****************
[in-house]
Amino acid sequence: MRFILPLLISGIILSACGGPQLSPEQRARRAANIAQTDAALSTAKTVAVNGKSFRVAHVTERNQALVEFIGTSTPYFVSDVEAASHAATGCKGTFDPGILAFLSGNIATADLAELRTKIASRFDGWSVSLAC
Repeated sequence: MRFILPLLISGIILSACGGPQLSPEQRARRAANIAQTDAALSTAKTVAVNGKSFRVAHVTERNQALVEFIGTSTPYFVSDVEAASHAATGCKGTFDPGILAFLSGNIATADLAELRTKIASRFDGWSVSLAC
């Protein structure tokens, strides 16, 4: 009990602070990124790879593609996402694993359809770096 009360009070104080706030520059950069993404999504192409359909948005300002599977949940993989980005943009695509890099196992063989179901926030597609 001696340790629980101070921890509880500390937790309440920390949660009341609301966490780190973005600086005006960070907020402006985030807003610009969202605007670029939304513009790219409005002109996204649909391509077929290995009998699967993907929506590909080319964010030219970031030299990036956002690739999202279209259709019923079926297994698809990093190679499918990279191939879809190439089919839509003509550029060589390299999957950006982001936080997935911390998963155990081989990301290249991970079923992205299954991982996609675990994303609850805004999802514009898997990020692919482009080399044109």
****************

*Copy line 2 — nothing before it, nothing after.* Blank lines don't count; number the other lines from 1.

Amino acid sequence: MRFILPLLISGIILSACGGPQLSPEQRARRAANIAQTDAALSTAKTVAVNGKSFRVAHVTERNQALVEFIGTSTPYFVSDVEAASHAATGCKGTFDPGILAFLSGNIATADLAELRTKIASRFDGWSVSLAC